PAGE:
Re­in­stated mu­nic­i­pal po­lice force set to ad­dress bur­geon­ing prob­lem of il­le­gal park­ing in Athens

Kathimerini English - - Focus - BY TA­NIA GEORGIOPOULOU

One by one, the main streets of Athens are start­ing to look like they did a cou­ple of decades ago, with cars parked il­le­gally on both sides, ob­struct­ing pedes­tri­ans and traf­fic.

“What with the cri­sis and the ab­sence of con­trols, mo­torists park wher­ever they want. No fines have been is­sued for months, so why pay for a park­ing garage when you can park for free in the street?” says the owner of a store on Pa­tri­ar­chou Ioakeim Street in the up­mar­ket neigh­bor­hood of Kolon­aki. “Un­til spring, they’d leave on their hazard lights as though they would be back in a cou­ple of min­utes. Now they just park with­out reser­va­tion and we can’t even un­load our prod­ucts.”

On Solonos Street, cars are parked on both sides de­spite the signs warn­ing that it is il­le­gal and on Ip­pocra­tous they are of­ten dou­ble-parked, chok­ing the busy thor­ough­fare. The right­hand side of Academias lead­ing to Syn­tagma Square is closed to reg­u­lar traf­fic by parked cars. Even the city’s side­walks have be­come un­pass­able for pedes­tri­ans be­cause of il­le­gally parked mo­tor­cy­cles. The sit­u­a­tion has de­te­ri­o­rated since the im­po­si­tion of cap­i­tal con­trols in the sum­mer, as the traf­fic po­lice re­duced the fre­quency of or­ga­nized crack­downs and the Mu­nic­i­pal­ity of Athens has is­sued only a small num­ber of fines.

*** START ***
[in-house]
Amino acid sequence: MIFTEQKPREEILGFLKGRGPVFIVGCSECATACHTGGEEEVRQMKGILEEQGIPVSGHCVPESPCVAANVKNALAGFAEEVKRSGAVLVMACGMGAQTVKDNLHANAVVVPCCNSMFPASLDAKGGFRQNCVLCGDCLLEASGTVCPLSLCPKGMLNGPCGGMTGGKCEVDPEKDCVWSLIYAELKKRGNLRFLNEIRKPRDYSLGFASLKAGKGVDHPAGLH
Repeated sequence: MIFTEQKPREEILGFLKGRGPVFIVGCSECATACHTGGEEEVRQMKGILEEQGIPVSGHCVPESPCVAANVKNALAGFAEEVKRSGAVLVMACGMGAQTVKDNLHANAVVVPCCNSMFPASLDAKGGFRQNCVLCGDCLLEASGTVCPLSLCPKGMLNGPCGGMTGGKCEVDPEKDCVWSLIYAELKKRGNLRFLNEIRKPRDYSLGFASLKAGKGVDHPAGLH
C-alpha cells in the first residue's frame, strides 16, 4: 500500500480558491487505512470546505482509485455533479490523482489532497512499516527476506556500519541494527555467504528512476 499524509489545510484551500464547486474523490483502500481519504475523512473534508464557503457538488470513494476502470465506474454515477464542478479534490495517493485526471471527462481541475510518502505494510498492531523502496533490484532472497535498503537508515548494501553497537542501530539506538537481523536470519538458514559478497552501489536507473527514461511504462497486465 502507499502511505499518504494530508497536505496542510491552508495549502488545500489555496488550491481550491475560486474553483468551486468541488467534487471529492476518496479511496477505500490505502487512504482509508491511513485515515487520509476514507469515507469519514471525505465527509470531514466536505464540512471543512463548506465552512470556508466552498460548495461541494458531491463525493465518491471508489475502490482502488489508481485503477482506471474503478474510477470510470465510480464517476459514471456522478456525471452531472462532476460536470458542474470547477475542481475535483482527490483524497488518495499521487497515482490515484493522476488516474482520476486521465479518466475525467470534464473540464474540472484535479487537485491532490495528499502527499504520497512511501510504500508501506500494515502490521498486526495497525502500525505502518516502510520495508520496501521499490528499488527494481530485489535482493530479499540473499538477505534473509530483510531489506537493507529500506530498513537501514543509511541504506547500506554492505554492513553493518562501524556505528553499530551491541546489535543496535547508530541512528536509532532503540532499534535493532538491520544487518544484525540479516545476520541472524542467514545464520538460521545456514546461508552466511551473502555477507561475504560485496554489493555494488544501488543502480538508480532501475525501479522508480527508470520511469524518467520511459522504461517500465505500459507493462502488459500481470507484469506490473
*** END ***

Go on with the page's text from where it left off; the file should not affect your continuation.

“On the one hand, af­ter the dis­band­ment of the mu­nic­i­pal po­lice [in the sum­mer of 2013] there is only a very small of mu­nic­i­pal em­ploy­ees who are is­su­ing fines. On the other, it is as though some in­for­mal or­der was given some­time be­fore the sum­mer to cut back on fines,” says a mu­nic­i­pal em­ployee who de­clined to be named.

Come Oc­to­ber 26, though, the mu­nic­i­pal po­lice (or at least 391 of­fi­cers from the 1,050 serv­ing on the force be­fore its dis­band­ment) will be out on the streets of Athens again.

“The mu­nic­i­pal po­lice has al­ready re­sumed its du­ties [it was re­in­stated in May] but will be ready for ac­tive duty on the 26th,” says Athens Deputy Mayor An­to­nis Kafet­zopou­los. “We shouldn’t ex­pect things to change overnight, for every­thing to be put in or­der. But right now the sit­u­a­tion is such a mess that even a few im­prove­ment will help.”

Kafet­zopou­los ex­plains that the mu­nic­i­pal po­lice force’s task is to en­sure that pub­lic spa­ces are not en­croached upon, which means by mo­torists or busi­nesses that have ta­bles and chairs, and to crack down on il­le­gal street trade.

“The first or­der of busi­ness is to empty pub­lic spa­ces of all im­ped­i­ments, so that mo­torists are not us­ing side­walks to park and pub­lic benches are not used as seat­ing by cafes,” he says. “The em­pha­sis will be on preven­tion, not on im­pos­ing fines. We will try to con­vince cit­i­zens to com­ply and if they don’t, then we will im­pose fines. We want to give peo­ple the sense that they are be­ing su­per­vised. As far as rev­enues are con­cerned, I will be happy if the mu­nic­i­pal po­lice man­ages to cover its own costs and there’s some­thing left over for mu­nic­i­pal cof­fers.”

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